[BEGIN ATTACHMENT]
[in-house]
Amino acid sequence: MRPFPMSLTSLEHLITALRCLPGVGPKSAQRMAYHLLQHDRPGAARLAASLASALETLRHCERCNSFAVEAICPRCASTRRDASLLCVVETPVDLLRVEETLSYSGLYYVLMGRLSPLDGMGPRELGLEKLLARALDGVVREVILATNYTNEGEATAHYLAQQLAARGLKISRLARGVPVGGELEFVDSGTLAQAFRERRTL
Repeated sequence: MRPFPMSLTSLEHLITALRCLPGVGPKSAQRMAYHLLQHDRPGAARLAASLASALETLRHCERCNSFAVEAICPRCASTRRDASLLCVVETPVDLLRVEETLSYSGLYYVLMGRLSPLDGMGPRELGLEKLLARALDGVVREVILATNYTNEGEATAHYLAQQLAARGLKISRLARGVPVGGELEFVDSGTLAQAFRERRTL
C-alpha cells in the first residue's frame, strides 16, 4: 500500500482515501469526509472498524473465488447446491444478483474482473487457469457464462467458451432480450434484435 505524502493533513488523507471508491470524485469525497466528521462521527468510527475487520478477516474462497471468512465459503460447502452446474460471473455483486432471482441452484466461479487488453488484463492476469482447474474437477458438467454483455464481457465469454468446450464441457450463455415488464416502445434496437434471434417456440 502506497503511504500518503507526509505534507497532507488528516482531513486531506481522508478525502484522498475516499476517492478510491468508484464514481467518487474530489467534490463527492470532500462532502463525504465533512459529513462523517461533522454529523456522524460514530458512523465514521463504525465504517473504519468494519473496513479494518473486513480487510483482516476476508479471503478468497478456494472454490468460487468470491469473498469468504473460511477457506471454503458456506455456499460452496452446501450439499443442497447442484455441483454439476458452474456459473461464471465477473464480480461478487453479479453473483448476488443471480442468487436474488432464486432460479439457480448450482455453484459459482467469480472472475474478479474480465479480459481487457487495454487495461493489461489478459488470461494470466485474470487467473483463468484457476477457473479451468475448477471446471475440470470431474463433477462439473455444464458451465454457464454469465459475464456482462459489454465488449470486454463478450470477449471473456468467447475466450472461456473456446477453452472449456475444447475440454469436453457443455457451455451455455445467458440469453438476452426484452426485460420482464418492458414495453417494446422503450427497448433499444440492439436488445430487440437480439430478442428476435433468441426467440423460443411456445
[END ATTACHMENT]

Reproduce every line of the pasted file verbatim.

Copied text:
[in-house]
Amino acid sequence: MRPFPMSLTSLEHLITALRCLPGVGPKSAQRMAYHLLQHDRPGAARLAASLASALETLRHCERCNSFAVEAICPRCASTRRDASLLCVVETPVDLLRVEETLSYSGLYYVLMGRLSPLDGMGPRELGLEKLLARALDGVVREVILATNYTNEGEATAHYLAQQLAARGLKISRLARGVPVGGELEFVDSGTLAQAFRERRTL
Repeated sequence: MRPFPMSLTSLEHLITALRCLPGVGPKSAQRMAYHLLQHDRPGAARLAASLASALETLRHCERCNSFAVEAICPRCASTRRDASLLCVVETPVDLLRVEETLSYSGLYYVLMGRLSPLDGMGPRELGLEKLLARALDGVVREVILATNYTNEGEATAHYLAQQLAARGLKISRLARGVPVGGELEFVDSGTLAQAFRERRTL
C-alpha cells in the first residue's frame, strides 16, 4: 500500500482515501469526509472498524473465488447446491444478483474482473487457469457464462467458451432480450434484435 505524502493533513488523507471508491470524485469525497466528521462521527468510527475487520478477516474462497471468512465459503460447502452446474460471473455483486432471482441452484466461479487488453488484463492476469482447474474437477458438467454483455464481457465469454468446450464441457450463455415488464416502445434496437434471434417456440 502506497503511504500518503507526509505534507497532507488528516482531513486531506481522508478525502484522498475516499476517492478510491468508484464514481467518487474530489467534490463527492470532500462532502463525504465533512459529513462523517461533522454529523456522524460514530458512523465514521463504525465504517473504519468494519473496513479494518473486513480487510483482516476476508479471503478468497478456494472454490468460487468470491469473498469468504473460511477457506471454503458456506455456499460452496452446501450439499443442497447442484455441483454439476458452474456459473461464471465477473464480480461478487453479479453473483448476488443471480442468487436474488432464486432460479439457480448450482455453484459459482467469480472472475474478479474480465479480459481487457487495454487495461493489461489478459488470461494470466485474470487467473483463468484457476477457473479451468475448477471446471475440470470431474463433477462439473455444464458451465454457464454469465459475464456482462459489454465488449470486454463478450470477449471473456468467447475466450472461456473456446477453452472449456475444447475440454469436453457443455457451455451455455445467458440469453438476452426484452426485460420482464418492458414495453417494446422503450427497448433499444440492439436488445430487440437480439430478442428476435433468441426467440423460443411456445